Review of Trip's album Shortcuts.
With the accompanying PR notes making much of Alex 'Trip' Child's skills as a 'Silver tongued spitter', stumbling across ShortCuts you might forgiven for expecting to hear the work of a ruffneck grime MC. Those looking for the new Bizzle however will be catching the last bus home with disappointment.
It starts well enough - if a little incongruously - with the chirpy geeza pop of Applecheeks and Rented, modern romantic vignettes for the tracksuit nation, complete with chiming guitars and showcasing Child's estuary vocal delivery. Both are undeniably low end chart fodder, but before you can say Illegal Pirate Material, the concept of quality is ditched in favour of covering as many bases of possible.
The musical setting wavers somewhere between meat-and-potatoes indie chops (Laundromat, Break The Jukebox, River Phoenix) and oversexed pop (Olympic Breakfast, Summer Sundays). At least The Gambler has a kind of soul, Child showing some empathy with the regret and loneliness of a potential suicide, but in general the theme - urban nobodies living their contemporary lives - has already been done to death: step forward Just Jack, Kate Nash et al.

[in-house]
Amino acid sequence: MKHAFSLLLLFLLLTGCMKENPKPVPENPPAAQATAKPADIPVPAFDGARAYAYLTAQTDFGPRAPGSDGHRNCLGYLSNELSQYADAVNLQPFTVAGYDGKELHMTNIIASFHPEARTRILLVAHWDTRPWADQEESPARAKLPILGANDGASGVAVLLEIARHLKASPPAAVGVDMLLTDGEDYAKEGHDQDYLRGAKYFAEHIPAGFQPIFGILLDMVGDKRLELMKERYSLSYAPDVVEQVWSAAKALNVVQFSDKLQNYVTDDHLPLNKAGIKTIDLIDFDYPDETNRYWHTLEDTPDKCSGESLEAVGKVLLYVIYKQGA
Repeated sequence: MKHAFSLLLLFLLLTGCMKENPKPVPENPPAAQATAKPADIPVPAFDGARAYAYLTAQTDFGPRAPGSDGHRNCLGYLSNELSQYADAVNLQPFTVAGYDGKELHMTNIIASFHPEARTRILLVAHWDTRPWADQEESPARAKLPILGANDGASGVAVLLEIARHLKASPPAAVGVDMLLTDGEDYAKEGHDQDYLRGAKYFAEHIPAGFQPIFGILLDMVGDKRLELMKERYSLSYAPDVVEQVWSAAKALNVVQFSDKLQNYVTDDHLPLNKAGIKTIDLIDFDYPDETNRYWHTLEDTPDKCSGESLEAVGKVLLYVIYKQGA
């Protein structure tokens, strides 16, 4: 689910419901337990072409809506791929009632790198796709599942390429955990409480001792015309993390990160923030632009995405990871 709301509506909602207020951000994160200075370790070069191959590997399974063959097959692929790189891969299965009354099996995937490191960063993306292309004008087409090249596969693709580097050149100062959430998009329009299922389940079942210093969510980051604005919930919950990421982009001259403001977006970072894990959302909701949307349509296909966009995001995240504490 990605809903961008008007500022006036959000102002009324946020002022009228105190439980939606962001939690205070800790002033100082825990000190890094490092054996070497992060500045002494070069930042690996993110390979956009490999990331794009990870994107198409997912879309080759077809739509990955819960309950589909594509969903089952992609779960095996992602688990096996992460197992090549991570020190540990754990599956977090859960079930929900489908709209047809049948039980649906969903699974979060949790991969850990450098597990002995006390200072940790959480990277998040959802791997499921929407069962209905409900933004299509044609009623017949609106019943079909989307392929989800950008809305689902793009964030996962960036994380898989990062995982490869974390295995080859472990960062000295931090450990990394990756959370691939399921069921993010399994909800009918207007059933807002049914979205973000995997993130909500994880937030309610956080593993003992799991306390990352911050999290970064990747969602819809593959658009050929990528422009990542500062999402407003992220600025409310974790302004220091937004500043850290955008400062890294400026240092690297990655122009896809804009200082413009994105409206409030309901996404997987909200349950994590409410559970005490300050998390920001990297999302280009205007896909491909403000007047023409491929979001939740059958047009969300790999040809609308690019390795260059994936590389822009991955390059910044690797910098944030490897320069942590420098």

The finale Who's That sees Child and a gurning studio mate ranting at tailgaters, spammers and celebrity acolytes, as well as declaring everything from Bono to Noel Edmonds a tit, presumably delivering his take on the decline of British culture. Perhaps a more appropriate observation would be that as the saying goes, if you're not part of the solution, you're part of the problem.
More evidence then as if were needed that Mike Skinner should still regard himself in deficit, regardless of how exhilarating that first ever listen to Geezers Need Excitement and Weak Become Heroes was. Ripe with derivation, transient and disposable, ShortCuts is like listening to a record made by the kid who climbs on your bus and puts his feet up on the back seat.
The singer introduced "the next generation" in Iceland.